Philips Wouwerman: Quiet Reflection and Scientific Investigation
How often do you take note of your quiet surroundings? Perhaps, you pause every day for a moment to admire an object or work of art, in your home or your surroundings, discovering something new each time. Philips Wouwerman’s Travellers Resting would have provided an opportunity for the same form of quiet observation. The small-scale painting depicts a scene from daily life: travellers at day’s end. The picture would have been ideal for display in a Dutch home in the mid-17th century.
Donated to the National Gallery of Canada in 2019 (see related article by Christopher Etheridge), the painting came to the Gallery's Restoration and Conservation Laboratory for examination and treatment, prior to being put on display. Painted in oil, the work is on a single-member oak panel. As the support is in good condition and required only minimal attention, the treatment focused primarily on the painted surface. The discoloured, natural resin varnish and previous restoration campaigns were removed carefully, enabling proper assessment of the original paint layers. The foreground depicting the travellers is in excellent condition. Previous cleaning campaigns, however, had caused changes in the mountain, the cloud formations and the sky, resulting in loss of depth and subtle transitions. The changes also revealed a pentimento – a change made by the artist – in the mountain. Finally, the once-blue pigment used to create the darkening clouds in the upper right of the evening sky has experienced decolourization. This decolourization and the uneven thinning caused by subsequent cleaning cycles has created uncertainty in the sky and muddled the interpretation of the picture’s time of day.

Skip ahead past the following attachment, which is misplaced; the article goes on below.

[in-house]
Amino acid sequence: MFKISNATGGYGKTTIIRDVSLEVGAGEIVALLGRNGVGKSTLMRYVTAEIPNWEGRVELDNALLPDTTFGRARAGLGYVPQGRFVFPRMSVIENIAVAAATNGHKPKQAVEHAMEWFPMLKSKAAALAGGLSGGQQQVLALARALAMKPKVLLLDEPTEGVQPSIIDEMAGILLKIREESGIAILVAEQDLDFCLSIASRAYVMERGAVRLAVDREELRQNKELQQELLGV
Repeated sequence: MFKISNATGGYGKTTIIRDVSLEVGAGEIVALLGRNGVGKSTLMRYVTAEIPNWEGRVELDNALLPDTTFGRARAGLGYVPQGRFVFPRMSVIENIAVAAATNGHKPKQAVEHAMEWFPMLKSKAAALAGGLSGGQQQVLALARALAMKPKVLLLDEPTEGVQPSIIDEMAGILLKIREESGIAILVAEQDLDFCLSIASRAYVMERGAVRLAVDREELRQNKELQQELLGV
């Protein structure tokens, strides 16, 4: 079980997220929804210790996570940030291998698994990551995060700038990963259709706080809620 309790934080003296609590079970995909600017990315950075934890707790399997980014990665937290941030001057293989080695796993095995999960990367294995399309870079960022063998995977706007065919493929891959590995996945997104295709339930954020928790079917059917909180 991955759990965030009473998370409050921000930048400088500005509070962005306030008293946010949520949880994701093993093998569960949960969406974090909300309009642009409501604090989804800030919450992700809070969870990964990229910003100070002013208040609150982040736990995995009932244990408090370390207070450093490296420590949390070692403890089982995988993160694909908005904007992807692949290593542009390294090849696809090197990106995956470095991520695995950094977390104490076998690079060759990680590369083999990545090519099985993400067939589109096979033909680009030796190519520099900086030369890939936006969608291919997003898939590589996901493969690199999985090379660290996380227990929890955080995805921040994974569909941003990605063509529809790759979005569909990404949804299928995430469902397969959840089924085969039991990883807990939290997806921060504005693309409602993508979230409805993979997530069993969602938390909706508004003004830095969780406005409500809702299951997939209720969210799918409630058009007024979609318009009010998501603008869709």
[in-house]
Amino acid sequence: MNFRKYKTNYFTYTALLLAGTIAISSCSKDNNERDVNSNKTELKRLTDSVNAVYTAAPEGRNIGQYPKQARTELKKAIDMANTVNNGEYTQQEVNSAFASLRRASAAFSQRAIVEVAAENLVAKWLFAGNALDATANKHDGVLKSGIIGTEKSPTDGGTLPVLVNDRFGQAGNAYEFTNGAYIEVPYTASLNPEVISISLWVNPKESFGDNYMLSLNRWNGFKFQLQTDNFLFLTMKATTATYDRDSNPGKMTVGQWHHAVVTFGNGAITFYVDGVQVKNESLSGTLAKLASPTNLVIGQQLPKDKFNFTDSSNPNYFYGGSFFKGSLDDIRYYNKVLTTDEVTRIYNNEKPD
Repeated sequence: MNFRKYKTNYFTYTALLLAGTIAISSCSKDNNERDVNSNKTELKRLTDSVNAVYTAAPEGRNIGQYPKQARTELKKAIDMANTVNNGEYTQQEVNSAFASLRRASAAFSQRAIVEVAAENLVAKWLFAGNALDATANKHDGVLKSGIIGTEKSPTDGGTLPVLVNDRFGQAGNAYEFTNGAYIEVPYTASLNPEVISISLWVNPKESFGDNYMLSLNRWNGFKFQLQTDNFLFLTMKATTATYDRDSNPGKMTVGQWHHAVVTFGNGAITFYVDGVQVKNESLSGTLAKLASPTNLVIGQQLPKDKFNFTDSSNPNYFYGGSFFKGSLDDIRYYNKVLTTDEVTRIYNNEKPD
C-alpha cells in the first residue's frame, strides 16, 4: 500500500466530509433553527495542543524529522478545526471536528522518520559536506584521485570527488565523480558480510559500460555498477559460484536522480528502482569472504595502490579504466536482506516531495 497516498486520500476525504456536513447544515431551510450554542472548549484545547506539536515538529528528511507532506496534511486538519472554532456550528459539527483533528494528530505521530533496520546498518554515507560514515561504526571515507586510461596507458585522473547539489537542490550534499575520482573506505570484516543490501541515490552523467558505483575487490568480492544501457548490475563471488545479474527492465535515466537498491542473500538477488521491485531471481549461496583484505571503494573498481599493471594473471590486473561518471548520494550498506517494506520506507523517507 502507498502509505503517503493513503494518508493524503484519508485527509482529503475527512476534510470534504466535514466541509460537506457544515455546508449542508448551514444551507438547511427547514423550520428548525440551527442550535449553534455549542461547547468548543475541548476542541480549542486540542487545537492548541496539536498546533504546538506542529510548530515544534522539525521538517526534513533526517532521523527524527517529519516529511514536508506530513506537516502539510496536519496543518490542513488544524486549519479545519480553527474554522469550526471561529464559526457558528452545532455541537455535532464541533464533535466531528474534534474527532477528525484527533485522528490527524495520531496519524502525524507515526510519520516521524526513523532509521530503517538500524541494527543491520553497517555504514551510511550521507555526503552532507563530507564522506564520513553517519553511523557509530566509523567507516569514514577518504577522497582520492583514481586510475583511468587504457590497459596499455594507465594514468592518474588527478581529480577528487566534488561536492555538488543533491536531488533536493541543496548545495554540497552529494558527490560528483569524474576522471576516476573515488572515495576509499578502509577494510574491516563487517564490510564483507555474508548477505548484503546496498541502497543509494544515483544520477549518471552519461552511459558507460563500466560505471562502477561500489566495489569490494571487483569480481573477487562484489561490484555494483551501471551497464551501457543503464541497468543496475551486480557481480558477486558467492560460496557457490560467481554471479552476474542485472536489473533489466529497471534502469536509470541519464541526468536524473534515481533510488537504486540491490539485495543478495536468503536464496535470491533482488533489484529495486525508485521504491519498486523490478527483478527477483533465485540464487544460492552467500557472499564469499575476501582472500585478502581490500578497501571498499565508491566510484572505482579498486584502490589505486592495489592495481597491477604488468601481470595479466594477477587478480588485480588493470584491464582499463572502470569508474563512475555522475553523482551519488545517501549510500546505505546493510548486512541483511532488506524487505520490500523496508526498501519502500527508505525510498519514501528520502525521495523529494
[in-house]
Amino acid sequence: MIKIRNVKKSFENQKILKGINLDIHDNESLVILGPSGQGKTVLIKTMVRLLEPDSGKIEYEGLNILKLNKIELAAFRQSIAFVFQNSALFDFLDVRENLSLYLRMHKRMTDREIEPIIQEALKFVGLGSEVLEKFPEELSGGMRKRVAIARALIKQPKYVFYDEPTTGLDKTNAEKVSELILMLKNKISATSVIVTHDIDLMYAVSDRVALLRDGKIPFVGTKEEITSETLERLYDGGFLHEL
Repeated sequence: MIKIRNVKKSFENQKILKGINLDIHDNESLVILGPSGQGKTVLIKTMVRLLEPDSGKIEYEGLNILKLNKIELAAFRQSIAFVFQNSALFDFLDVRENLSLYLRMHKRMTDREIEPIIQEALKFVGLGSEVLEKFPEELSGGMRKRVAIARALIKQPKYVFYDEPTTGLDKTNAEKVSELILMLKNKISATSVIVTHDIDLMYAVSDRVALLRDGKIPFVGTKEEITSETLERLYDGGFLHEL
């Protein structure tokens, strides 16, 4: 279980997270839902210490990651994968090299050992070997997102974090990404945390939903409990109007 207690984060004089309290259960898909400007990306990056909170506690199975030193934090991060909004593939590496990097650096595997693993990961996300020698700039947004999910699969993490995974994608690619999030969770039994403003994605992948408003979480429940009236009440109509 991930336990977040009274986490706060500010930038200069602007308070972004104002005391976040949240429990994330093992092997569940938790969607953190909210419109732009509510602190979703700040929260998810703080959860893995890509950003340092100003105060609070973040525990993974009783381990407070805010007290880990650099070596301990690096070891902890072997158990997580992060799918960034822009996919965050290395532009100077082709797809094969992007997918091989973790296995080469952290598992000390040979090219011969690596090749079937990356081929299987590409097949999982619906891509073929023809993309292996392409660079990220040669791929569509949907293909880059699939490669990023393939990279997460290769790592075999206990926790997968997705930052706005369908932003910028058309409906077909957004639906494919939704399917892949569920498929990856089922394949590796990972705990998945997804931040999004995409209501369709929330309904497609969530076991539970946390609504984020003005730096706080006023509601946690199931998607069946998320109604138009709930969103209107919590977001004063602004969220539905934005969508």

Smalt is a blue pigment made of cobalt-containing glass. As a transparent pigment, the strength of this colourant is dependant on the amount of cobalt present and the coarseness of the grinding process: finely ground smalt makes a weaker blue. Although some artists knew smalt has a tendency to decolourize and grey after fifty years or so, it continued to be used in the 16th and 17th centuries as a more cost-effective alternative to ultramarine. The degree of change can vary, even within the same painting. Decolourization depends on the amount of potassium carbonate added as a flow agent during manufacturing: smalt that has a greater concentration of potassium to cobalt does not decolourize to the same degree, but the potassium leaching into the oil medium surrounding the fragments of glass may cause it to go brown. Either way, smalt always changes.
Without early photographic records of the painting, it can be difficult to determine the exact amount of change in the appearance of the paint layers. Fortunately – to make this conservator’s task easier – a French artist, Jacques Aliamet, made an engraving of Travellers Resting some 100 years after the Dutch master made the painting. What is even more fortunate is that a print of this engraving was donated to the Gallery, along with the oil painting, and was restored in the summer of 2019.